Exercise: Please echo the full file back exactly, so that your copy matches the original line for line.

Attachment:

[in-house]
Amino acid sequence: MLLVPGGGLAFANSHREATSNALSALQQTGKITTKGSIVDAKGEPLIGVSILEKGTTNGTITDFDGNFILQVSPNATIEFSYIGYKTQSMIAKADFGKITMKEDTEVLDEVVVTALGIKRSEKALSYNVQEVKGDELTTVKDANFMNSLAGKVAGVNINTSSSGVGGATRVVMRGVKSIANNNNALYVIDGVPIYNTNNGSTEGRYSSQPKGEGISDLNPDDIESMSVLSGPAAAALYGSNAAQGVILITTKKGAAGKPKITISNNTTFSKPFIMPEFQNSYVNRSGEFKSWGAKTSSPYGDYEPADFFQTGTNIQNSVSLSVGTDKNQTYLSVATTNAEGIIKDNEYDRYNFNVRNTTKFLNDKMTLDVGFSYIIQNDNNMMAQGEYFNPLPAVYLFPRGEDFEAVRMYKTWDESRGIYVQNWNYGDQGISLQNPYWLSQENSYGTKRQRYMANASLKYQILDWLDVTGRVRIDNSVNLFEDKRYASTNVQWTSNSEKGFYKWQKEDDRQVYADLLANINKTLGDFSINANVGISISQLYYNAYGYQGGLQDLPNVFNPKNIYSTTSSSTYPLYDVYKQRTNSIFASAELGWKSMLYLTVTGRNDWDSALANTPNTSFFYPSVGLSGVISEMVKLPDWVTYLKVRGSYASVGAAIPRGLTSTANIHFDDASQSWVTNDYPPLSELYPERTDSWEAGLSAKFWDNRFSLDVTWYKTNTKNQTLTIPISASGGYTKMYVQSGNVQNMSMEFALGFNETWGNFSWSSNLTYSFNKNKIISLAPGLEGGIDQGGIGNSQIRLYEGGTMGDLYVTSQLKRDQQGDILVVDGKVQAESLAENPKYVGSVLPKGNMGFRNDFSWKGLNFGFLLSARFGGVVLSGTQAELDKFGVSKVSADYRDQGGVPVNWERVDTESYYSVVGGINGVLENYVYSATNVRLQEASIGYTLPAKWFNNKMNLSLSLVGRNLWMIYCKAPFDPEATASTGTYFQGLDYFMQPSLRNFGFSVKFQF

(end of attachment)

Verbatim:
[in-house]
Amino acid sequence: MLLVPGGGLAFANSHREATSNALSALQQTGKITTKGSIVDAKGEPLIGVSILEKGTTNGTITDFDGNFILQVSPNATIEFSYIGYKTQSMIAKADFGKITMKEDTEVLDEVVVTALGIKRSEKALSYNVQEVKGDELTTVKDANFMNSLAGKVAGVNINTSSSGVGGATRVVMRGVKSIANNNNALYVIDGVPIYNTNNGSTEGRYSSQPKGEGISDLNPDDIESMSVLSGPAAAALYGSNAAQGVILITTKKGAAGKPKITISNNTTFSKPFIMPEFQNSYVNRSGEFKSWGAKTSSPYGDYEPADFFQTGTNIQNSVSLSVGTDKNQTYLSVATTNAEGIIKDNEYDRYNFNVRNTTKFLNDKMTLDVGFSYIIQNDNNMMAQGEYFNPLPAVYLFPRGEDFEAVRMYKTWDESRGIYVQNWNYGDQGISLQNPYWLSQENSYGTKRQRYMANASLKYQILDWLDVTGRVRIDNSVNLFEDKRYASTNVQWTSNSEKGFYKWQKEDDRQVYADLLANINKTLGDFSINANVGISISQLYYNAYGYQGGLQDLPNVFNPKNIYSTTSSSTYPLYDVYKQRTNSIFASAELGWKSMLYLTVTGRNDWDSALANTPNTSFFYPSVGLSGVISEMVKLPDWVTYLKVRGSYASVGAAIPRGLTSTANIHFDDASQSWVTNDYPPLSELYPERTDSWEAGLSAKFWDNRFSLDVTWYKTNTKNQTLTIPISASGGYTKMYVQSGNVQNMSMEFALGFNETWGNFSWSSNLTYSFNKNKIISLAPGLEGGIDQGGIGNSQIRLYEGGTMGDLYVTSQLKRDQQGDILVVDGKVQAESLAENPKYVGSVLPKGNMGFRNDFSWKGLNFGFLLSARFGGVVLSGTQAELDKFGVSKVSADYRDQGGVPVNWERVDTESYYSVVGGINGVLENYVYSATNVRLQEASIGYTLPAKWFNNKMNLSLSLVGRNLWMIYCKAPFDPEATASTGTYFQGLDYFMQPSLRNFGFSVKFQF